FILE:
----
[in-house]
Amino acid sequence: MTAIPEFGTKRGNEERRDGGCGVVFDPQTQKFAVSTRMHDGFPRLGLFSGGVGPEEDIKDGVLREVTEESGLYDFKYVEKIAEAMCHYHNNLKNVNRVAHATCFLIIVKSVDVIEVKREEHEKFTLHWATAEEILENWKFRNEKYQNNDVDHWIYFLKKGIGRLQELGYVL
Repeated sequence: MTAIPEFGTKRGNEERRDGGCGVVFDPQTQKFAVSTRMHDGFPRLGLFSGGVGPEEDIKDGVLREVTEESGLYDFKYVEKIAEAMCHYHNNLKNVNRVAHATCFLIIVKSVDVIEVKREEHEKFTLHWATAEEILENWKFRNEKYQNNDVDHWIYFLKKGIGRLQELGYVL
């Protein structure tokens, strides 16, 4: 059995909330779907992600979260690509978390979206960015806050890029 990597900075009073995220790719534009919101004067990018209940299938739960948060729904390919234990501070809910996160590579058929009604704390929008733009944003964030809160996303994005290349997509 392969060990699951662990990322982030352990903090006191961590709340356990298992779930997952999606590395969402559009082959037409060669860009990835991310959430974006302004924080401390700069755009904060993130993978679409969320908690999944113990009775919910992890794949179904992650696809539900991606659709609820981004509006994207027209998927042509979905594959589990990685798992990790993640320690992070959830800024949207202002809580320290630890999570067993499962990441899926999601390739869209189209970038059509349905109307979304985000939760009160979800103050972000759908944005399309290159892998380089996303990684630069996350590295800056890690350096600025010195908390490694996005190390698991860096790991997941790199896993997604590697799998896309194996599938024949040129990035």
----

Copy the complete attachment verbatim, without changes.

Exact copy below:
[in-house]
Amino acid sequence: MTAIPEFGTKRGNEERRDGGCGVVFDPQTQKFAVSTRMHDGFPRLGLFSGGVGPEEDIKDGVLREVTEESGLYDFKYVEKIAEAMCHYHNNLKNVNRVAHATCFLIIVKSVDVIEVKREEHEKFTLHWATAEEILENWKFRNEKYQNNDVDHWIYFLKKGIGRLQELGYVL
Repeated sequence: MTAIPEFGTKRGNEERRDGGCGVVFDPQTQKFAVSTRMHDGFPRLGLFSGGVGPEEDIKDGVLREVTEESGLYDFKYVEKIAEAMCHYHNNLKNVNRVAHATCFLIIVKSVDVIEVKREEHEKFTLHWATAEEILENWKFRNEKYQNNDVDHWIYFLKKGIGRLQELGYVL
């Protein structure tokens, strides 16, 4: 059995909330779907992600979260690509978390979206960015806050890029 990597900075009073995220790719534009919101004067990018209940299938739960948060729904390919234990501070809910996160590579058929009604704390929008733009944003964030809160996303994005290349997509 392969060990699951662990990322982030352990903090006191961590709340356990298992779930997952999606590395969402559009082959037409060669860009990835991310959430974006302004924080401390700069755009904060993130993978679409969320908690999944113990009775919910992890794949179904992650696809539900991606659709609820981004509006994207027209998927042509979905594959589990990685798992990790993640320690992070959830800024949207202002809580320290630890999570067993499962990441899926999601390739869209189209970038059509349905109307979304985000939760009160979800103050972000759908944005399309290159892998380089996303990684630069996350590295800056890690350096600025010195908390490694996005190390698991860096790991997941790199896993997604590697799998896309194996599938024949040129990035």